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R. D. WOOD CO. v. PHOENIX STEEL CORP.

December 27, 1962

R. D. WOOD COMPANY, Successor to Florence Pipe Foundry and Machine Company
v.
PHOENIX STEEL CORPORATION, Successor to Chester Blast Furnace, Inc.



The opinion of the court was delivered by: CLARY

This action arises out of the sinking of the barge FELL LOVELAND on March 12, 1955, at respondent's pier. Libelant seeks recovery for the value of pig iron lost and not recovered when the barge was salvaged.

Libellant is the R. D. Wood Company, successor to Florence Pipe Foundry and Machine Company (hereafter referred to as 'Florence'). Respondent is Phoenix Steel Corporation, successor to Chester Blast Furnace, Inc. (hereafter referred to as 'Chester'). The barge FELL LOVELAND was owned by S. C. Loveland Co. Inc., and was chartered to Florence for the purpose of transporting pig iron from Chester's dock in Chester, Pennsylvania, to Florence's plant at Florence, New Jersey.

 Certain facts are not controverted. The pig iron was sold by Chester to Florence f.o.b. vessel as Chester. Florence chartered the barge FELL LOVELAND, the maximum safe load of which was approximately 1,000 tons, from S. C. Loveland Co. Inc., to carry pig iron. Chester loaded a total of 1,144 gross tons, 1,940 pounds of pig iron on the barge. The barge master, James, refused to allows any excess to be removed and the barge sank sometime during the early morning hours of March 12, 1955.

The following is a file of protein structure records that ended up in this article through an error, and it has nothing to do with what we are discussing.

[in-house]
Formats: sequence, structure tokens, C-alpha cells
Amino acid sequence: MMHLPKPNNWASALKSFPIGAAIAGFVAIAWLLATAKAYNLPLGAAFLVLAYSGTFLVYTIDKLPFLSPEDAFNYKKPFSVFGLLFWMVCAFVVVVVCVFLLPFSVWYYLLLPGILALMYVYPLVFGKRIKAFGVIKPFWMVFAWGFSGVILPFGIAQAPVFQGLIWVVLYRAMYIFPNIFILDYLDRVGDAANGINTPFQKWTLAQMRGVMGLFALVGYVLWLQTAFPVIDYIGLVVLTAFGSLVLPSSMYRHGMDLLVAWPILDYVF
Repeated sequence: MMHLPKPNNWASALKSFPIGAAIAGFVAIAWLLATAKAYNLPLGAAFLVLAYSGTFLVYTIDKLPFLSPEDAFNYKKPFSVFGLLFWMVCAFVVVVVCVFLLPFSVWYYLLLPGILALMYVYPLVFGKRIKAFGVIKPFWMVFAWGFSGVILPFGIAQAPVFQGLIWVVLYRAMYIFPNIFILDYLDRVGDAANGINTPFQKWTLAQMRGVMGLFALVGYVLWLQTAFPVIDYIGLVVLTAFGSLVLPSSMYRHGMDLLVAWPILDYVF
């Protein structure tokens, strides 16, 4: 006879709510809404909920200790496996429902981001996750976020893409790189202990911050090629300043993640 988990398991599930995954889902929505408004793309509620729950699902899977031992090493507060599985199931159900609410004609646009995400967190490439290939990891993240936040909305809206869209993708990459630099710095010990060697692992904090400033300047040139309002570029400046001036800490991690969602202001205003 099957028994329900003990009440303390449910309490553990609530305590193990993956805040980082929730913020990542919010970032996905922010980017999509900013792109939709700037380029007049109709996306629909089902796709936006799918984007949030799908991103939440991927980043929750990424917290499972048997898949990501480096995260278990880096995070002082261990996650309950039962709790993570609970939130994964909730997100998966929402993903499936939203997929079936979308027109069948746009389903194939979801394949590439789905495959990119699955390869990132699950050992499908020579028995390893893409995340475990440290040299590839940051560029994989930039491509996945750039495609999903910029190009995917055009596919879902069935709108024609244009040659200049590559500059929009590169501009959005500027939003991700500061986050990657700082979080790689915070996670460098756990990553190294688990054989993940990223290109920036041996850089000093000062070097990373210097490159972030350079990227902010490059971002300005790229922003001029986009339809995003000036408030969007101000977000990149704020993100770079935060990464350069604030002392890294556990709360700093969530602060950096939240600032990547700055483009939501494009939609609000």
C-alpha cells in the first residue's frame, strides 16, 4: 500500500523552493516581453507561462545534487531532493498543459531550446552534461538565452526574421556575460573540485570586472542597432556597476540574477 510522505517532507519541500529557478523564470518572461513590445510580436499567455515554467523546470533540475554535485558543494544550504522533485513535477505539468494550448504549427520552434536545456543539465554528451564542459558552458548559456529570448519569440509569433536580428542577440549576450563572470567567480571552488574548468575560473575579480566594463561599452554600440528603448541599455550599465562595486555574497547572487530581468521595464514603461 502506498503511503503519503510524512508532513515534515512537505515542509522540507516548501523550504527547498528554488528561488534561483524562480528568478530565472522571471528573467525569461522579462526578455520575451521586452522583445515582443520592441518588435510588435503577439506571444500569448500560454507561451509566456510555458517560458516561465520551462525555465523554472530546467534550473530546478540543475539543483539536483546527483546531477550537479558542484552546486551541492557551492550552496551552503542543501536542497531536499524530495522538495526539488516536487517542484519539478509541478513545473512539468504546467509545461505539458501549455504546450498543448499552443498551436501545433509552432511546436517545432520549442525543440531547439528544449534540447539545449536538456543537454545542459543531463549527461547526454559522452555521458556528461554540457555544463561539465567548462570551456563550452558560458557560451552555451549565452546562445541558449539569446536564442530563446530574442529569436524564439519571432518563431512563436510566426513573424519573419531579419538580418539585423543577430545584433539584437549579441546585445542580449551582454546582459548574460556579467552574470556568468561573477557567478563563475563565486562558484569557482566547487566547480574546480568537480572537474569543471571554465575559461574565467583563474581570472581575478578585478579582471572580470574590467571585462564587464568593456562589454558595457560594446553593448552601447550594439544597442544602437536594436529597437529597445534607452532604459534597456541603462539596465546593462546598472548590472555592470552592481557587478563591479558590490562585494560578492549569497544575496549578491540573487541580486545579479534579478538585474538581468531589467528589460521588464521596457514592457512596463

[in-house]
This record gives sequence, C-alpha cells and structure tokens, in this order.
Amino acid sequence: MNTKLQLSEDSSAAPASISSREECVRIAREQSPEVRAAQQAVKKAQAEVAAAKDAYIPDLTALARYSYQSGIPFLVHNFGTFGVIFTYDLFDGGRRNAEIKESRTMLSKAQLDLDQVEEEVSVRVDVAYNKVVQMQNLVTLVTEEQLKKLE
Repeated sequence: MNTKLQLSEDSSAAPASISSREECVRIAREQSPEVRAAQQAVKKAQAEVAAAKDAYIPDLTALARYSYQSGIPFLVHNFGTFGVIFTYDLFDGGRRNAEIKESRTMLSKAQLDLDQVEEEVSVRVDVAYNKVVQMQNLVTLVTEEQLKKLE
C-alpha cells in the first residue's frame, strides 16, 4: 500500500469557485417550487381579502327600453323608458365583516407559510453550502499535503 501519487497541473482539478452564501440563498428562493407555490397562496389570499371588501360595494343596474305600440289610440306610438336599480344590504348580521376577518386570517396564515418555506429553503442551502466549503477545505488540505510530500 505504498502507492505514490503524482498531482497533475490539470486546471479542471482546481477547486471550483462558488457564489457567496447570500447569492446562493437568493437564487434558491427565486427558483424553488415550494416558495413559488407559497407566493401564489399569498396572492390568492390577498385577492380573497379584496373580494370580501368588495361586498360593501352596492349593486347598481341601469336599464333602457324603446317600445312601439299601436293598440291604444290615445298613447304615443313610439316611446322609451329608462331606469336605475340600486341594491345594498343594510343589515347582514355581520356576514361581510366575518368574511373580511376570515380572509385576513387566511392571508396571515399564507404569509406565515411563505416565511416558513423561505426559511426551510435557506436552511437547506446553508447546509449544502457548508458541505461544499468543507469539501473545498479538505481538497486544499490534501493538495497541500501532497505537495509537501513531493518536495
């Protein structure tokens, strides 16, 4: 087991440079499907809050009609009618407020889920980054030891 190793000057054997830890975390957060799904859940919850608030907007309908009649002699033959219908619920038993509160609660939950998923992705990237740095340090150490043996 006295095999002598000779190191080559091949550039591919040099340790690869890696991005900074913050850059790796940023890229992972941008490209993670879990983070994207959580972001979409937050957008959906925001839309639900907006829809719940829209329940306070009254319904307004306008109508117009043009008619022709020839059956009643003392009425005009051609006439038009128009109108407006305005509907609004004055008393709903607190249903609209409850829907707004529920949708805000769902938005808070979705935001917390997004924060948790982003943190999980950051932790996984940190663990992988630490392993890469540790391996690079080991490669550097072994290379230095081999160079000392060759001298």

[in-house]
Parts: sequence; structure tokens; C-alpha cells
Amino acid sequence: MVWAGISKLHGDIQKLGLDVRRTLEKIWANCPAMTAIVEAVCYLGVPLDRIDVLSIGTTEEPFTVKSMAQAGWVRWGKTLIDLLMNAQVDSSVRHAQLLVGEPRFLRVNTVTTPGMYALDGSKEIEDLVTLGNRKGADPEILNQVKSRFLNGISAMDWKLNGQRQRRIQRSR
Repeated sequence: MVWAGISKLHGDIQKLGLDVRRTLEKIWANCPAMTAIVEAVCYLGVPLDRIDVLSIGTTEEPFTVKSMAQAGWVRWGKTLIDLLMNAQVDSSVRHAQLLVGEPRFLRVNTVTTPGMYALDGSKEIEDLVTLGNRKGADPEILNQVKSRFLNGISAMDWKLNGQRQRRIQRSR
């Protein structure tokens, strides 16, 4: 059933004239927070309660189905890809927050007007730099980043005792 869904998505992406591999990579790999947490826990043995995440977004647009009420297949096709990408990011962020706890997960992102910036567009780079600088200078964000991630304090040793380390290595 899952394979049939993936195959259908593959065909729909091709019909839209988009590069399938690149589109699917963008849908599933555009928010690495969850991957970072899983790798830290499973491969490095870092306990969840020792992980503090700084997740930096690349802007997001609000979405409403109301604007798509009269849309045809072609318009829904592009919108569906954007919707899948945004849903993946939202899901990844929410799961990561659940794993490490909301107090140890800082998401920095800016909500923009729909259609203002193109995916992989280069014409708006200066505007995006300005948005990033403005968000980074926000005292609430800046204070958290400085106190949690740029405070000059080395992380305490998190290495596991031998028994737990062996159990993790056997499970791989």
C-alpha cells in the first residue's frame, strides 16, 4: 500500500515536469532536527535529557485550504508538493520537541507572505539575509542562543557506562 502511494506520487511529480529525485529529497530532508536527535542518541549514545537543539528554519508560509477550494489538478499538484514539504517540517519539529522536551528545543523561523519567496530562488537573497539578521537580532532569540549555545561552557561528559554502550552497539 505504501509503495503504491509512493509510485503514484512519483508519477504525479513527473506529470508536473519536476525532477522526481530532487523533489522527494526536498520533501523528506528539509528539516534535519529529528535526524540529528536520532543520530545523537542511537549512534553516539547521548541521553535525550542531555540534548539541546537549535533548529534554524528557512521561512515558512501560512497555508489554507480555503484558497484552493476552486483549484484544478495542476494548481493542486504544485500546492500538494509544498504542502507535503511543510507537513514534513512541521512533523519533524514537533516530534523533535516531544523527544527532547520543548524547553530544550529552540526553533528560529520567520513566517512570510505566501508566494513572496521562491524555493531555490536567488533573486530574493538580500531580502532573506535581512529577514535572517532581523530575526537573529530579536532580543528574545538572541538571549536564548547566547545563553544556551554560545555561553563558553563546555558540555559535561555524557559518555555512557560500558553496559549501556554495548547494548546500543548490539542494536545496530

The barge was later salvaged and most of the pig iron recovered and shipped to Florence by barge and rail. However, the balance of 140 gross tons, 1,940 pounds was never recovered or delivered. Having paid for the value of the entire cargo on April 29, 1955, Florence brings this suit to recover the amount paid for the pig iron not received, together with additional freight charges, interest and costs.

 FINDINGS OF FACT

 Certain questions ordinarily involved in this litigation have been determined in a limitation and exoneration proceeding brought by S. C. Loveland Co. Inc., in which both parties to the instant case appeared as claimants. Although Chester withdrew from that proceeding, it did so with prejudice and only after it had been present for and participated in the trial of the issues, and is therefore bound by the necessary findings of Judge Van Dusen, reported at D.C.Pa., 170 F.Supp. 786. The following facts determined in that opinion are applicable to and binding upon issues presently before the Court:

 1. James, the master of the FELL LOVELAND, was negligent in not allowing Chester to remove the excess pig iron from the barge, or in not contacting his employers, S. C. Loveland Co. Inc. for instructions.

 2. The barge sank because it was overloaded.

 3. Florence had notified Chester of the safe capacity of the barge and was therefore not contributorily negligent in the overloading.

 All the requested Findings of Fact for libellant are affirmed as stated, with the following exceptions:

 (a) Request number 9 is amended to read: 'It was the responsibility of the barge owner, S. C. Loveland Co. Inc., to provide for the movement of the Fell Loveland to Chester's dock for loading.' There is no evidence in the record sufficient to establish responsibility for movement of the barge from Chester to Florence.

 (b) Request number 20 is affirmed with the addition at its end of the words 'in excess of 1,000 tons.'


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